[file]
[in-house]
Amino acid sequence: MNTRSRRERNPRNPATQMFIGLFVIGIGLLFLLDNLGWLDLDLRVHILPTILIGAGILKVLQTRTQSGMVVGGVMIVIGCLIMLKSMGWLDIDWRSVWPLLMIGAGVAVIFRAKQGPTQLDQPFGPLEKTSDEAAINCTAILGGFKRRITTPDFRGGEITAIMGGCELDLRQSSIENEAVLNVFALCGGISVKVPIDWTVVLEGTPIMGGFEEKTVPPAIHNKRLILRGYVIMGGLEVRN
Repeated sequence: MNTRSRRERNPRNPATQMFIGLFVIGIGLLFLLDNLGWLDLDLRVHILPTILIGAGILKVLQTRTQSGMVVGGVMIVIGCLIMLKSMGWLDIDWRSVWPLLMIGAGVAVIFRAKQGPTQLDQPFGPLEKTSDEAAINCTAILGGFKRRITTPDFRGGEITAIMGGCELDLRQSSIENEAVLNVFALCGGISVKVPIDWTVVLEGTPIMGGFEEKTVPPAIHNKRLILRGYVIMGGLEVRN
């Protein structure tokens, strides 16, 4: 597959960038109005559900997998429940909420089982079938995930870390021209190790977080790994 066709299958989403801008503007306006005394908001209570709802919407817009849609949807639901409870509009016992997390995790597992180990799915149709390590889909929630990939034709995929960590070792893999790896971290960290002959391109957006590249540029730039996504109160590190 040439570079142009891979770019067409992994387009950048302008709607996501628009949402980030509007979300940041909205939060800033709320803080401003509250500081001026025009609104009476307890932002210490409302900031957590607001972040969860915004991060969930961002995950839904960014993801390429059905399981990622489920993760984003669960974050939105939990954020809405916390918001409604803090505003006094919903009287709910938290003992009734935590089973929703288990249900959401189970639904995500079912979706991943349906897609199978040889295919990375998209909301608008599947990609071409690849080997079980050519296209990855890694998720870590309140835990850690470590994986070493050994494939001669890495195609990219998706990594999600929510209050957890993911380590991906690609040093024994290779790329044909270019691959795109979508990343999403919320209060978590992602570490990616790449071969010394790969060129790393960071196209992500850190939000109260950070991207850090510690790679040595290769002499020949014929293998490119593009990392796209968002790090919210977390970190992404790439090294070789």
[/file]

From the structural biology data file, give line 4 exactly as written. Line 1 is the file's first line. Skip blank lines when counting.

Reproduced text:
């Protein structure tokens, strides 16, 4: 597959960038109005559900997998429940909420089982079938995930870390021209190790977080790994 066709299958989403801008503007306006005394908001209570709802919407817009849609949807639901409870509009016992997390995790597992180990799915149709390590889909929630990939034709995929960590070792893999790896971290960290002959391109957006590249540029730039996504109160590190 040439570079142009891979770019067409992994387009950048302008709607996501628009949402980030509007979300940041909205939060800033709320803080401003509250500081001026025009609104009476307890932002210490409302900031957590607001972040969860915004991060969930961002995950839904960014993801390429059905399981990622489920993760984003669960974050939105939990954020809405916390918001409604803090505003006094919903009287709910938290003992009734935590089973929703288990249900959401189970639904995500079912979706991943349906897609199978040889295919990375998209909301608008599947990609071409690849080997079980050519296209990855890694998720870590309140835990850690470590994986070493050994494939001669890495195609990219998706990594999600929510209050957890993911380590991906690609040093024994290779790329044909270019691959795109979508990343999403919320209060978590992602570490990616790449071969010394790969060129790393960071196209992500850190939000109260950070991207850090510690790679040595290769002499020949014929293998490119593009990392796209968002790090919210977390970190992404790439090294070789």